Far Tottering and Oyster Creek Branch Railway

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The Far Tottering and Oyster Creek Branch Railway (or Far Tottering and Oyster Creek Railway) was a 15 in (381 mm) gauge miniature railway created by Rowland Emett. A whimsical view of British rural life and embodying his typical fanciful mechanics,[1] it echoed the similar works of Heath Robinson and Rube Goldberg. The railway began in a series of cartoons in Punch magazine in 1939, as the "Far Tottering and Oyster Creek Railway."

Festival of Britain[edit]

It was chosen as an attraction for the 1951 Festival of Britain events on the South Bank. As the "Far Tottering and Oyster Creek Branch Railway", the third of a mile long railway carried over two million passengers through Battersea Pleasure Gardens.[2]

Locomotives[edit]

The three locomotives were:

Nº1 Nellie 
a saddle tank
Nº2 Neptune 
as much paddle steamer as locomotive
Nº3 Wild Goose 
supposedly made from an airship

They were constructed to Emett's designs by Harry Barlow, using war-surplus Fordson diesel engines on a fifteen inch gauge chassis.[2] The Barlow chassis of Neptune would later become Prince Charles on the Lakeside Miniature Railway at Southport.[2]

Operation and 1951 accident[edit]

Due to the layout of the line (single, sharply curved, with tunnels) it was operated on a form of token system, whereby the trains themselves formed the token. As three trains would be in operation at any one time, and each station had two platforms (one train at each of the two station, one moving going into the empty platform at the terminus), a train was safe to proceed if the driver could see another train in the platform next to them.[3]

However, on 11 July 1951, two full trains approached head-on on the single track section, close to Oyster Creek station. One woman died and 12 to 13 other people were injured. It is unknown what sequence of events caused this to happen and there appears not to have been a parliamentary enquiry after the accident, although "there were a few ... parliamentary questions".[3]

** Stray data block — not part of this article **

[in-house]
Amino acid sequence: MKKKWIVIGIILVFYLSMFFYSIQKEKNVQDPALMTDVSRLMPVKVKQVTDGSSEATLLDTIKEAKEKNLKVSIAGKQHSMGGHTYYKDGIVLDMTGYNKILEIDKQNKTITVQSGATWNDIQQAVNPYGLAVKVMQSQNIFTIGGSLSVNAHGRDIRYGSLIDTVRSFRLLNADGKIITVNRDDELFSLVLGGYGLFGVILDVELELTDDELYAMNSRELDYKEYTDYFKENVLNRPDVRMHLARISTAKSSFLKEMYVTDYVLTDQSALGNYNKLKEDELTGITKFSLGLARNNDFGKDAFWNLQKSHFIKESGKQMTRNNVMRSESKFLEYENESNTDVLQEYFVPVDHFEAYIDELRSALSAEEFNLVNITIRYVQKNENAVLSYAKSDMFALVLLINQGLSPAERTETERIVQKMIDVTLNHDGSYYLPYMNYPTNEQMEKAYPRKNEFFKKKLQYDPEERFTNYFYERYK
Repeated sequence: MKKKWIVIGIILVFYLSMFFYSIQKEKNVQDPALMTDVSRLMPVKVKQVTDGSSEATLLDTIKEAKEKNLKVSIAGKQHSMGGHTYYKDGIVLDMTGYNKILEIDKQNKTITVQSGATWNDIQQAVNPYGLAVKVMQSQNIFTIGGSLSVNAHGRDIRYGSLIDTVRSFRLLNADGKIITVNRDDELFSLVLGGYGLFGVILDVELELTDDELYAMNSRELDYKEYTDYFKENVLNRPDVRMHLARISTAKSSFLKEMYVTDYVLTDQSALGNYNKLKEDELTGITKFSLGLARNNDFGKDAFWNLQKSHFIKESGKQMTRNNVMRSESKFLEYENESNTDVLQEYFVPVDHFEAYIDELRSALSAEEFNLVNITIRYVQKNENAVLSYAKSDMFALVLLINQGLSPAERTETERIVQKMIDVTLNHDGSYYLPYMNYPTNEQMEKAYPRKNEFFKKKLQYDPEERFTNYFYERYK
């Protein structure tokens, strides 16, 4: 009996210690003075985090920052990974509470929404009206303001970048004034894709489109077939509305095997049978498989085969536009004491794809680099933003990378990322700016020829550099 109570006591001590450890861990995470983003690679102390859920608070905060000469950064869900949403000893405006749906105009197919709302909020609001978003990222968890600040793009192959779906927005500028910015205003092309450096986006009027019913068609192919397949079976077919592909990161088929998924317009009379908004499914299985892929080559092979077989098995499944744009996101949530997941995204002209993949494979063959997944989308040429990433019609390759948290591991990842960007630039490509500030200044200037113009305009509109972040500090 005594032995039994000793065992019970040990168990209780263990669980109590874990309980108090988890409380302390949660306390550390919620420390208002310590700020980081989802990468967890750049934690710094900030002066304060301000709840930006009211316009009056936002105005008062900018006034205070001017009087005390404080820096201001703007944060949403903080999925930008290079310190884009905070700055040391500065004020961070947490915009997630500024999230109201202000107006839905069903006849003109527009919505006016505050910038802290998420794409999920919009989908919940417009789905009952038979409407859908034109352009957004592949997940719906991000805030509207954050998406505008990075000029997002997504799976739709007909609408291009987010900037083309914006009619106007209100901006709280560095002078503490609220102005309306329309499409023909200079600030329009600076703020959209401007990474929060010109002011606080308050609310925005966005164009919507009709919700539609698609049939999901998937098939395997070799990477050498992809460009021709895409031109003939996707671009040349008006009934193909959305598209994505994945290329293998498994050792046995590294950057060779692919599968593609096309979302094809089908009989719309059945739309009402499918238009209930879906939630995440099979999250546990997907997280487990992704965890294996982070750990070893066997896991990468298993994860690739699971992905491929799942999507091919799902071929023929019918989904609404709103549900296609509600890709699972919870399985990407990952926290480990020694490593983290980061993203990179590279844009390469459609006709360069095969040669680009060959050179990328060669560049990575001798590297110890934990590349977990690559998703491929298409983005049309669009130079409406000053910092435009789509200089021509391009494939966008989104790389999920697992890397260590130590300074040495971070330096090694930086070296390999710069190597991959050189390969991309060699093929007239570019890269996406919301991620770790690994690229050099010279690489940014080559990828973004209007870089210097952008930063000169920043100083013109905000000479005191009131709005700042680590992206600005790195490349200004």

Later life and closure[edit]

After the closure of the Festival, the Pleasure Gardens became part of Battersea Park. The railway continued on the same site until 1953; then was moved to another site in the park as the Festival Gardens Railway. In this form it was about 840 yards (760 metres) long, and ran from a station at the Queen's Gate, parallel to the Eastern and Northern Carriage Drives, to a station at Chelsea Bridge, via a "halt" at the Funfair.[3][4] It continued with other Barlow locomotives until 1975,[2] when the line closed, partially due to the decline of the funfair itself. Part of a cutting for the line is still visible near the tennis courts.[3]

References[edit]

  1. ^ "The Far Tottering and Oyster Creek Railway". Museum of London. 2 May 2001. 
  2. ^ a b c d Mosley, David; van Zeller, Peter (1986). Fifteen Inch Gauge Railways. David & Charles. pp. 40–41. ISBN 0-7153-8694-8. 
  3. ^ a b c d Henshaw, David. "Miniature Railway Magazine" (MR28, Spring 2015). 
  4. ^ Butterell, Robin (1965). Miniature Railways. Shepperton: Ian Allan. p. 41. 

External links[edit]